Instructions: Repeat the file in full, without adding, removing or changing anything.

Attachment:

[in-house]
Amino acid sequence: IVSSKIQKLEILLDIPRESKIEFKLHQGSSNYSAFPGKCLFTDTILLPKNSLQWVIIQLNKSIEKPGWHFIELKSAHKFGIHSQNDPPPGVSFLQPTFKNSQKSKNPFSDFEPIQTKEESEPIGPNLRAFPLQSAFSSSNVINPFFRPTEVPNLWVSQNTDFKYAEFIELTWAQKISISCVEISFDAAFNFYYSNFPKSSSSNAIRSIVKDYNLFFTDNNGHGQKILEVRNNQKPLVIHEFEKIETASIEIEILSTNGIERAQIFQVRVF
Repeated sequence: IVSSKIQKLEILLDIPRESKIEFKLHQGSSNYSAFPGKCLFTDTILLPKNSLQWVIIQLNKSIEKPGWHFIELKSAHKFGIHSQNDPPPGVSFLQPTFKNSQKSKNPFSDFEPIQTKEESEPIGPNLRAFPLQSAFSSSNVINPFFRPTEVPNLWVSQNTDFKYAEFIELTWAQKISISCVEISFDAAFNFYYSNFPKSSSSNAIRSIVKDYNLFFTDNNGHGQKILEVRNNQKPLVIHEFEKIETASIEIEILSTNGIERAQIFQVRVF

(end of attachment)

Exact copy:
[in-house]
Amino acid sequence: IVSSKIQKLEILLDIPRESKIEFKLHQGSSNYSAFPGKCLFTDTILLPKNSLQWVIIQLNKSIEKPGWHFIELKSAHKFGIHSQNDPPPGVSFLQPTFKNSQKSKNPFSDFEPIQTKEESEPIGPNLRAFPLQSAFSSSNVINPFFRPTEVPNLWVSQNTDFKYAEFIELTWAQKISISCVEISFDAAFNFYYSNFPKSSSSNAIRSIVKDYNLFFTDNNGHGQKILEVRNNQKPLVIHEFEKIETASIEIEILSTNGIERAQIFQVRVF
Repeated sequence: IVSSKIQKLEILLDIPRESKIEFKLHQGSSNYSAFPGKCLFTDTILLPKNSLQWVIIQLNKSIEKPGWHFIELKSAHKFGIHSQNDPPPGVSFLQPTFKNSQKSKNPFSDFEPIQTKEESEPIGPNLRAFPLQSAFSSSNVINPFFRPTEVPNLWVSQNTDFKYAEFIELTWAQKISISCVEISFDAAFNFYYSNFPKSSSSNAIRSIVKDYNLFFTDNNGHGQKILEVRNNQKPLVIHEFEKIETASIEIEILSTNGIERAQIFQVRVF